How to stop an eviction

The experience of the Plataforma de Afectados por la Hipoteca / PAH (Platform for people affected by mortgages)

Ada Colau, lst July 2011 (original spanish text)
Platform for people affected by mortgages – PAH

Translated by Traducciones Indignadas. Translation first published January 2015. Words and phrases followed by an asterisk (*) are explained further in the notes following the text.

Since the birth of the Platform for people affected by mortgages (PAH) in February 2009 we knew that we had two main objectives: debt cancellation by property return* (meaning that the property is returned to the bank in return for cancellation of the debt, avoiding the sentencing of families to a life in debt) and to halt evictions. We wanted to put an end to this violence that is leaving thousands of families on the streets while financial institutions with serious responsibility for the current crisis accumulate thousands of empty flats, waiting to be able to speculate with them again.

While we encountered few problems launching the debt cancellation by property return* campaign, stopping evictions was more difficult. There are various explanations for the initial difficulties. Firstly there was a judicial reason: foreclosure proceedings can easily take one and a half or even two years to pass through the courts. This process leads to the eviction order, the last step in the eviction procedure, which can take even longer to arrive. The explosion in the rate of evictions due to non-payments of mortgages since 2010 is a result of procedures that started in 2008 and 2009.

Secondly, and much more importantly, we discovered that convincing the very people affected that it was worth resisting evictions would be much more difficult than we had at first imagined. We expected to find people furious with a system that is openly and obscenely unfair, that overprotects financial institutions and leaves thousands of people on the street, in debt and sentenced to social exclusion for life. However, in regular meetings with hundreds of people affected by the mortgage fraud that has been taking place since 2009, we found that above all people were depressed, with strong feelings of guilt and personal failure, and with no horizon of possibilities.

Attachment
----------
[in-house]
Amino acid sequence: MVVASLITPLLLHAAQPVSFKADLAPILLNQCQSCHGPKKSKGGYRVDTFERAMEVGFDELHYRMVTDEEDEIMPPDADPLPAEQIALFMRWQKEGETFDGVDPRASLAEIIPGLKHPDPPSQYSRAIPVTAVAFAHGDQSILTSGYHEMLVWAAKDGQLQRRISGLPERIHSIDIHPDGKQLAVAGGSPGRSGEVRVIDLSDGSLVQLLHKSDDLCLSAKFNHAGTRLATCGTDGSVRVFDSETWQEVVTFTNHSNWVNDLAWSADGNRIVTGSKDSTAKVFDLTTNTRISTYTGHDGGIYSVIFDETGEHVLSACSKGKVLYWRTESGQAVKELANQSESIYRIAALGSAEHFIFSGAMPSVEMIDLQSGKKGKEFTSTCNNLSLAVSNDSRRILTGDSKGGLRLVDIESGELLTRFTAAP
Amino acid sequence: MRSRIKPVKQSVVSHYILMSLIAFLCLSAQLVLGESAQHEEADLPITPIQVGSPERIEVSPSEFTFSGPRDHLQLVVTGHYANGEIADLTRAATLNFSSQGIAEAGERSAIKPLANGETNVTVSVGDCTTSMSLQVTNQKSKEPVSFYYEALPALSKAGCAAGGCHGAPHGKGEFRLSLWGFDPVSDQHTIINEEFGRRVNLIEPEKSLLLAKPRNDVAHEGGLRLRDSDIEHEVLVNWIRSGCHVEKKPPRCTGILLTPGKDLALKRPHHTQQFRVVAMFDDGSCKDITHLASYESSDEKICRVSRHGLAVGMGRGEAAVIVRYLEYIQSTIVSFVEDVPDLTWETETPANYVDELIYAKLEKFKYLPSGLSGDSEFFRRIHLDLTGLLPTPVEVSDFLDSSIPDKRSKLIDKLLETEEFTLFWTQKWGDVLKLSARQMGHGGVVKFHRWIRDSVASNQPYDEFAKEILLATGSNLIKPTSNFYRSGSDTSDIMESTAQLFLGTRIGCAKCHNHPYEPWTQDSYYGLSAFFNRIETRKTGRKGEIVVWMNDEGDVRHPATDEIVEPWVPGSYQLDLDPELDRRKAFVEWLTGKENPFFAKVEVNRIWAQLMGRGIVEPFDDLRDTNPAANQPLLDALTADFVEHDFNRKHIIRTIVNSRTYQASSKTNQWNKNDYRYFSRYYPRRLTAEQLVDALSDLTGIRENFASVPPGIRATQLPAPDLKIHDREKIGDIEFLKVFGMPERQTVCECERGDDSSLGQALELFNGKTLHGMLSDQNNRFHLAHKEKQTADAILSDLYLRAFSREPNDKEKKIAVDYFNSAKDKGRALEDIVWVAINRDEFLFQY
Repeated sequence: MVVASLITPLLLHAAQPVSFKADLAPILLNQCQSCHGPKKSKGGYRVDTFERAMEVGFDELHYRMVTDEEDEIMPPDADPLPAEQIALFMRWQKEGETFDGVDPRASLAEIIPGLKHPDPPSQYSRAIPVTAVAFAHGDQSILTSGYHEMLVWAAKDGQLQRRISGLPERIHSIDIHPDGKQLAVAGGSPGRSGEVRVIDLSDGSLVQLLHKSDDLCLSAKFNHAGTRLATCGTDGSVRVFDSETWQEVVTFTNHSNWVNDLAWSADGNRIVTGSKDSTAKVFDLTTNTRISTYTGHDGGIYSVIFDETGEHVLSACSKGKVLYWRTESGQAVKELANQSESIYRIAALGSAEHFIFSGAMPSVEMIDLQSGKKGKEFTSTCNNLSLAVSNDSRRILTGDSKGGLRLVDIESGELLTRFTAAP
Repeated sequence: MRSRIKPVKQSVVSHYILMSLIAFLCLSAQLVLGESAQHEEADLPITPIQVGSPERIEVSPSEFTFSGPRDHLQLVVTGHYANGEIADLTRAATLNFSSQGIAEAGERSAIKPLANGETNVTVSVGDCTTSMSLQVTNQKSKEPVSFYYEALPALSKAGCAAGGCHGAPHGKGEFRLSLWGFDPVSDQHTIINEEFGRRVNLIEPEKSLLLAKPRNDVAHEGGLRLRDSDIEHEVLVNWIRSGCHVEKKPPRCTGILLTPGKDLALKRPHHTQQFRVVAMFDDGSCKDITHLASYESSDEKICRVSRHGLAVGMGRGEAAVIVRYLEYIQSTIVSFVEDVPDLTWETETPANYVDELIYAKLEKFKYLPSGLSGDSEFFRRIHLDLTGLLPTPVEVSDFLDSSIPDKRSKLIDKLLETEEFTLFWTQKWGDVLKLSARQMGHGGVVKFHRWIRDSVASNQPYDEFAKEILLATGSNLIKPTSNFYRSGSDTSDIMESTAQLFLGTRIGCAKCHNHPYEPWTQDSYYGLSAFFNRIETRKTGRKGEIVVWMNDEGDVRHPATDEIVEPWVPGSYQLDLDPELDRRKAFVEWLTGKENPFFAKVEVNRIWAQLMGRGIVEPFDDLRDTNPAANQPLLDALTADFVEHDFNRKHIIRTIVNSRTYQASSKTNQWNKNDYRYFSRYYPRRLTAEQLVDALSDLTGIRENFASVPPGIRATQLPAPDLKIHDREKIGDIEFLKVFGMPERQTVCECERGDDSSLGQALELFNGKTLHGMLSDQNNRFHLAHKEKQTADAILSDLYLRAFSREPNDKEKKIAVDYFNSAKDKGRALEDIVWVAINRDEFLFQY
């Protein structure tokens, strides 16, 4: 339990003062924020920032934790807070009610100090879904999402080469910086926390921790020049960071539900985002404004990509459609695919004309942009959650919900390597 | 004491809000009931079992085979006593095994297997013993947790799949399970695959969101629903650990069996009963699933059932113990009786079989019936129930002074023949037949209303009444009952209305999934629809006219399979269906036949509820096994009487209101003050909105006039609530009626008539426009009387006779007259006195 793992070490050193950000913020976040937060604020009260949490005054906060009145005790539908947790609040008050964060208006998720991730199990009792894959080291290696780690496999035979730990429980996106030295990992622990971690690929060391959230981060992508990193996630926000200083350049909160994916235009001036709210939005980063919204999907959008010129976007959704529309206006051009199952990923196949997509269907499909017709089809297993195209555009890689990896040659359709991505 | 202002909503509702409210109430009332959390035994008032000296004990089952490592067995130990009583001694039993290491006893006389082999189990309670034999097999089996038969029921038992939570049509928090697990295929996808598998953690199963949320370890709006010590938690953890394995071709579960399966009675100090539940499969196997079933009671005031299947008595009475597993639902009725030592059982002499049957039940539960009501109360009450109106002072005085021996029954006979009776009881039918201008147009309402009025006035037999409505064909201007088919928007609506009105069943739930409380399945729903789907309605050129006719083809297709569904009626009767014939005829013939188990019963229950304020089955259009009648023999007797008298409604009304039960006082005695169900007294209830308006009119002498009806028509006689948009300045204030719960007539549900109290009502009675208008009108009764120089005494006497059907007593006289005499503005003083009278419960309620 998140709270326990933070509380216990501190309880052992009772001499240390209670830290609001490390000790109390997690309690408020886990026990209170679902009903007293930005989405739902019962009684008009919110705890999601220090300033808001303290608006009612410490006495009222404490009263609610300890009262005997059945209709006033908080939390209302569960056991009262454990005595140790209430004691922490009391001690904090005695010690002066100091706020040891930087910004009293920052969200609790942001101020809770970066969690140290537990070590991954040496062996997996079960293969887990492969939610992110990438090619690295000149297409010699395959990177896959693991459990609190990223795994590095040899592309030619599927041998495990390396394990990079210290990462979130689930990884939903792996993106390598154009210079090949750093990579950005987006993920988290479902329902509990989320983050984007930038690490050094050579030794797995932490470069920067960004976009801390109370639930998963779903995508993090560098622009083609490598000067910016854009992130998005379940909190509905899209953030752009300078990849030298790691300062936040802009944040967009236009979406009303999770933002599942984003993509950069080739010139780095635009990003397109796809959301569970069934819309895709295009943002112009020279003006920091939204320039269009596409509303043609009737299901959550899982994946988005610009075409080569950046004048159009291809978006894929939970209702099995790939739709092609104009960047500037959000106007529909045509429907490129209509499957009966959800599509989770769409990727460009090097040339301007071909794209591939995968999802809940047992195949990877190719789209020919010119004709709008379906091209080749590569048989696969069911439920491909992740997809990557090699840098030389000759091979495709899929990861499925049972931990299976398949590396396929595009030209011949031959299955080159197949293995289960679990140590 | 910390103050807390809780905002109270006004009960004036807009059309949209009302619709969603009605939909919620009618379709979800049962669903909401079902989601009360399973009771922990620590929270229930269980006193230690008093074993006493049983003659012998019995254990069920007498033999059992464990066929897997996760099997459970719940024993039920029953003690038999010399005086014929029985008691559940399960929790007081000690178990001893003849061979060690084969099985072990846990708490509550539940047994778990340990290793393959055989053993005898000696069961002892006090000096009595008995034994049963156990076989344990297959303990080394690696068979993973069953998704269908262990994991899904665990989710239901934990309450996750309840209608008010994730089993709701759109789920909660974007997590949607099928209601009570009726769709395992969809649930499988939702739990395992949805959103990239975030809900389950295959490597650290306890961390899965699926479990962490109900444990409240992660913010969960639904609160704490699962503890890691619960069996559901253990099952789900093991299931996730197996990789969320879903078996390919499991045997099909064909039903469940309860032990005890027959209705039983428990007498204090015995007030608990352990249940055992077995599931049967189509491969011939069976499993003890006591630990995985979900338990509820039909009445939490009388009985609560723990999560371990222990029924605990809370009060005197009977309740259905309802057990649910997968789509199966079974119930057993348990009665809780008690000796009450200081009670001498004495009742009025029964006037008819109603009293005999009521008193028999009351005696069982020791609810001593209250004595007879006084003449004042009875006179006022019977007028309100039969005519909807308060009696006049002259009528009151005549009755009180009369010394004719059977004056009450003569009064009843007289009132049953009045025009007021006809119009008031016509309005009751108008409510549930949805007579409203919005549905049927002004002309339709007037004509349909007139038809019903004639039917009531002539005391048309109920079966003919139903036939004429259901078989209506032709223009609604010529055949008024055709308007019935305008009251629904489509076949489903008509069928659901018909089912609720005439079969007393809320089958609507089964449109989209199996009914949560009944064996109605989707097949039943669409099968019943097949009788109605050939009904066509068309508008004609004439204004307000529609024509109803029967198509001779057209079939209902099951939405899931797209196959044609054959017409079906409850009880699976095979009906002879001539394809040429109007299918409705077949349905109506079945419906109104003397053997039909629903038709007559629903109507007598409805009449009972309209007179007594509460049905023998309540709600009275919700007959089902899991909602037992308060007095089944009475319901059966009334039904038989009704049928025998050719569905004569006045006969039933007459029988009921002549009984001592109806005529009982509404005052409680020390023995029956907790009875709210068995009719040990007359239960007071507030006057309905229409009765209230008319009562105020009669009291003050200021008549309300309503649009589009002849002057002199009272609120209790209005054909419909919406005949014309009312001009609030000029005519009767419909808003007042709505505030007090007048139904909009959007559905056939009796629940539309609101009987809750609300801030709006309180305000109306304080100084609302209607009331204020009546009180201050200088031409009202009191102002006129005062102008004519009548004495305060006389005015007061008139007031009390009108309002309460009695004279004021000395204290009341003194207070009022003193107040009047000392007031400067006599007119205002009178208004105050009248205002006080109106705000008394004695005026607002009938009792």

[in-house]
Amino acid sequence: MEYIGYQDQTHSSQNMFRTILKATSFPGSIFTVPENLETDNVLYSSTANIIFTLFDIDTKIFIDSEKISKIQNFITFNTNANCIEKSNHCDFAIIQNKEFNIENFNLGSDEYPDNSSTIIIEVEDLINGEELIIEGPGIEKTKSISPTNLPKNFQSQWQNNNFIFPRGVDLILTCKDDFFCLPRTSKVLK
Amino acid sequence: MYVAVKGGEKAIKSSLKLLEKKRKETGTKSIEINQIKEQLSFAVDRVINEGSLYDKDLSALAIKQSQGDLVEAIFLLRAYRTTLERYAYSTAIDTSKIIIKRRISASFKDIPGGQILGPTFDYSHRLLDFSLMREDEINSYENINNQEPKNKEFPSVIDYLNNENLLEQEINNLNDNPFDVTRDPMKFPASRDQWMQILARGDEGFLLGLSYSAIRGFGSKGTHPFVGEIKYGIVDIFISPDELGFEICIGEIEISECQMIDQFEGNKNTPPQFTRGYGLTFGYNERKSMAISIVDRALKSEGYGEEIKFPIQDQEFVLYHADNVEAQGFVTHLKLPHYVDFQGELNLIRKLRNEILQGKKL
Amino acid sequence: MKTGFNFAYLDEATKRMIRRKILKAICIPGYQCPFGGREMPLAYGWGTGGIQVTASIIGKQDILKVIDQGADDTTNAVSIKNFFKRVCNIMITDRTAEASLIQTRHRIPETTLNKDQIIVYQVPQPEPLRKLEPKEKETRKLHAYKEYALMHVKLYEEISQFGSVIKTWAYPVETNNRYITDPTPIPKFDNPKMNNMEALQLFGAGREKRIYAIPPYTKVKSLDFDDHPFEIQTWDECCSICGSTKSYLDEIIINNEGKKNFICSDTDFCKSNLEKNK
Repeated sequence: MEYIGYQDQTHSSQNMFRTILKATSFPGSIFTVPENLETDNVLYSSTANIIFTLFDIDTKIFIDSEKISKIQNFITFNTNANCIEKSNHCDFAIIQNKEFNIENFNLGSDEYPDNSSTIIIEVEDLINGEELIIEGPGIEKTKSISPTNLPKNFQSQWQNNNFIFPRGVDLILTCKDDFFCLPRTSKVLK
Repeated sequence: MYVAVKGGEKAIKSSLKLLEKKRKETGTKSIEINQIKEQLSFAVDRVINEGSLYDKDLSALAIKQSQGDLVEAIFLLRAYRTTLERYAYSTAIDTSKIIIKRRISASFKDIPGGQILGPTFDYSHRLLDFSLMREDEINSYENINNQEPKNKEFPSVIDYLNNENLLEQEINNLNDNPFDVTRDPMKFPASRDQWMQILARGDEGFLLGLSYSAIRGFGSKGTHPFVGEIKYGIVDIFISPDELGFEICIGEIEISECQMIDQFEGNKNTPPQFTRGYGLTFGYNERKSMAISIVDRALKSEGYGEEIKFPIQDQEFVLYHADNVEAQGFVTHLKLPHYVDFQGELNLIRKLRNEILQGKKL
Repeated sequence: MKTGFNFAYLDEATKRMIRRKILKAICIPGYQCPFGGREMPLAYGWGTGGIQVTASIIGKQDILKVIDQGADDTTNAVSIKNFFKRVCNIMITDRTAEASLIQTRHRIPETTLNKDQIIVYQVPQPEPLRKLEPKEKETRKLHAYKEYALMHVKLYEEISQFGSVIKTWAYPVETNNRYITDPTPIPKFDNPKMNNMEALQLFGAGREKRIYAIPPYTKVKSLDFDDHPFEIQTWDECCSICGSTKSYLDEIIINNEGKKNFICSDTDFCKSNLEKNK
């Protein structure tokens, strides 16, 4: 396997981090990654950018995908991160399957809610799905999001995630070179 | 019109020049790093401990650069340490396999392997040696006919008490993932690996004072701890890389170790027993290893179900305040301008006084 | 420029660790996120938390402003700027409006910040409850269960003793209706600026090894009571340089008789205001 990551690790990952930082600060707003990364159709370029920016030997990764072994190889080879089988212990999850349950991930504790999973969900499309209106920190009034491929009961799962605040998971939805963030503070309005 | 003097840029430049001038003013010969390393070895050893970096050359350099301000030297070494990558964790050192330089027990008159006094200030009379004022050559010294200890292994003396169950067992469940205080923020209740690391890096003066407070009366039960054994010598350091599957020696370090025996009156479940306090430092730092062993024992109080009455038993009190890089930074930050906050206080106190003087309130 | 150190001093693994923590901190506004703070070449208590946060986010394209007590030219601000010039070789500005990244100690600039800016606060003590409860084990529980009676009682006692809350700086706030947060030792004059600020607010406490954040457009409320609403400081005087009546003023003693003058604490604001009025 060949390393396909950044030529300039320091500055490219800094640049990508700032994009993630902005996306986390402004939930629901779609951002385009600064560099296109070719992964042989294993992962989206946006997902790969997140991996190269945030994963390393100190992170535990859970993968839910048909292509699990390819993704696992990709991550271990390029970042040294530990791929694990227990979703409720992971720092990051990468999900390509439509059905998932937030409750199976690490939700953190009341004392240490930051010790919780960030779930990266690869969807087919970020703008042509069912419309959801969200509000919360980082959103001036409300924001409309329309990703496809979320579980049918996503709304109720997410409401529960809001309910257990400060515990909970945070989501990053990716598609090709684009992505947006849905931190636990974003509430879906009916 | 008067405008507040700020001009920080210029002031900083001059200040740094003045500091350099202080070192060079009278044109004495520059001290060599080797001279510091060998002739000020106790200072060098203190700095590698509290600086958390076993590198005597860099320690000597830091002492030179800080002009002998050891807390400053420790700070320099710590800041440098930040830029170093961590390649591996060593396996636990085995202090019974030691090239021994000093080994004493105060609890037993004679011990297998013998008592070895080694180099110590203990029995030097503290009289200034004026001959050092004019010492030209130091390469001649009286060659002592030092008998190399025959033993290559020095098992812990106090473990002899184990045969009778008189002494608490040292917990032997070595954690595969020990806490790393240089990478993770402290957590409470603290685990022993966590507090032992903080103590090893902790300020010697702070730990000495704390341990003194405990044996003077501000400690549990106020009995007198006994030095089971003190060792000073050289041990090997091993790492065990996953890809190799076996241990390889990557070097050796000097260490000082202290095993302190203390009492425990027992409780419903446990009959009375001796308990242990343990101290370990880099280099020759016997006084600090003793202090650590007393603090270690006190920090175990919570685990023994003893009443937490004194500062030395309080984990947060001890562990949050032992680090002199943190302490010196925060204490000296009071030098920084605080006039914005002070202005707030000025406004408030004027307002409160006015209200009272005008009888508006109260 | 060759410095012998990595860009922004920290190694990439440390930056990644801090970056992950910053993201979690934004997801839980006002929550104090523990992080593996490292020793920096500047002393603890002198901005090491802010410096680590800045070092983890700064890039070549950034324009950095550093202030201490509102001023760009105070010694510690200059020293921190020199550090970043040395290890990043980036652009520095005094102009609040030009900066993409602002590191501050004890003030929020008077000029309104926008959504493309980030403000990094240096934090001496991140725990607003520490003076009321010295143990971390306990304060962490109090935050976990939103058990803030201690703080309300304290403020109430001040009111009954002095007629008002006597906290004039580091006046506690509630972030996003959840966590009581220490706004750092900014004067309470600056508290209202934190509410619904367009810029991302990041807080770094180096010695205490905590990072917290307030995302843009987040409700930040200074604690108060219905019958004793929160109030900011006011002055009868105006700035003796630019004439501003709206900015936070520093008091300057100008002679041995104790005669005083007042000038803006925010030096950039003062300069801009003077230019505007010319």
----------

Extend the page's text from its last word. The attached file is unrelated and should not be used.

Therefore to be able to take on evictions, the first thing we had to do was to create and to consolidate a space of trust, a stable meeting place where the affected persons would feel 1/ that their problem was not individual but collective, that it had structural causes 2/ that it was a consequence of the latter, therefore there being no need to feel guilt or shame, and 3/ that with collective action reality can be transformed to make possible what seemed impossible. But for these points to become more than theoretical aspirations, something essential was still missing: a first case that would bring them to life, a small great victory that would demonstrate that yes, together we can.

And it came by the hand of Luis, a brave and affectionate man from Bisbal del Penedes who, upon learning that the eviction order could not only leave him on the street but would risk his shared custody of his 11 year old son – precisely for not having a home to offer him -, decided to stand the fight. This was how the PAH started the Stop Evictions campaign, stopping the first eviction on the 3rd of November 2010. Since then it has applied the same action protocol that has allowed us to stop more than 60 evictions in 8 months.

Action protocol

There are some key principles that need to be taken into account before stopping an eviction:


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